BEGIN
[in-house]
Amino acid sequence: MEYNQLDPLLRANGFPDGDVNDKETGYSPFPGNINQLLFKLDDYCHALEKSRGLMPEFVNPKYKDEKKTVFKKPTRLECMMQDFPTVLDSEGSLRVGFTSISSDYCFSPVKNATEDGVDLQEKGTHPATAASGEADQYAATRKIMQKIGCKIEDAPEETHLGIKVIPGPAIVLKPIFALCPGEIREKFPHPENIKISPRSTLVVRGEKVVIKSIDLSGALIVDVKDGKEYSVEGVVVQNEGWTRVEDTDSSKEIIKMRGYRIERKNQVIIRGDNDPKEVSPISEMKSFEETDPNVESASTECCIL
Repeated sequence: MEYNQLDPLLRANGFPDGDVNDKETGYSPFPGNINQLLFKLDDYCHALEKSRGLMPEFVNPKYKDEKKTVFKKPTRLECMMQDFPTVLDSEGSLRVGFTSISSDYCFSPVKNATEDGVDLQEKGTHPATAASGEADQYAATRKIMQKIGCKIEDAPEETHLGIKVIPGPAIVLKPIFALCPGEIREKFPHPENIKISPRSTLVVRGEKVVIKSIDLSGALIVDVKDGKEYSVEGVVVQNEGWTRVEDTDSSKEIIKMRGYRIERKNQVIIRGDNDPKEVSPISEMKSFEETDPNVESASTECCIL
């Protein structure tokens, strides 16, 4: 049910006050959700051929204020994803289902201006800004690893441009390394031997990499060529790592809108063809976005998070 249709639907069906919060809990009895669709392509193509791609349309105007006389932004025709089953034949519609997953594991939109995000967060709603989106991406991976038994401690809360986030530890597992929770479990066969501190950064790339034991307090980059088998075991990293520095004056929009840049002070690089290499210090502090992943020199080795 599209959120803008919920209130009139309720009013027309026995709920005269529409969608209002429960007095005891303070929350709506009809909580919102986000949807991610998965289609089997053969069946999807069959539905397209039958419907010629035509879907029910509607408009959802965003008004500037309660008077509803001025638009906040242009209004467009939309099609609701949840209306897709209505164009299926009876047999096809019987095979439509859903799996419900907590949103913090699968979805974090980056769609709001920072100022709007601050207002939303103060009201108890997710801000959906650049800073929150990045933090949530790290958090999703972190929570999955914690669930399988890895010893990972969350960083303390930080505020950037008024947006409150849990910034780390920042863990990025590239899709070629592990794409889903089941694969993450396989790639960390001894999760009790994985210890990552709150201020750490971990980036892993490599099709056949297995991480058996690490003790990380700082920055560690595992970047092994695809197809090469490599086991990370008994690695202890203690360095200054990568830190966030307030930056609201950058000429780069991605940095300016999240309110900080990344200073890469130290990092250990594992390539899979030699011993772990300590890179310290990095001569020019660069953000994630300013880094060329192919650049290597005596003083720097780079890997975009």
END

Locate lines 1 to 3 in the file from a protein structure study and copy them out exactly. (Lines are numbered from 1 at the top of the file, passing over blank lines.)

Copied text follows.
[in-house]
Amino acid sequence: MEYNQLDPLLRANGFPDGDVNDKETGYSPFPGNINQLLFKLDDYCHALEKSRGLMPEFVNPKYKDEKKTVFKKPTRLECMMQDFPTVLDSEGSLRVGFTSISSDYCFSPVKNATEDGVDLQEKGTHPATAASGEADQYAATRKIMQKIGCKIEDAPEETHLGIKVIPGPAIVLKPIFALCPGEIREKFPHPENIKISPRSTLVVRGEKVVIKSIDLSGALIVDVKDGKEYSVEGVVVQNEGWTRVEDTDSSKEIIKMRGYRIERKNQVIIRGDNDPKEVSPISEMKSFEETDPNVESASTECCIL
Repeated sequence: MEYNQLDPLLRANGFPDGDVNDKETGYSPFPGNINQLLFKLDDYCHALEKSRGLMPEFVNPKYKDEKKTVFKKPTRLECMMQDFPTVLDSEGSLRVGFTSISSDYCFSPVKNATEDGVDLQEKGTHPATAASGEADQYAATRKIMQKIGCKIEDAPEETHLGIKVIPGPAIVLKPIFALCPGEIREKFPHPENIKISPRSTLVVRGEKVVIKSIDLSGALIVDVKDGKEYSVEGVVVQNEGWTRVEDTDSSKEIIKMRGYRIERKNQVIIRGDNDPKEVSPISEMKSFEETDPNVESASTECCIL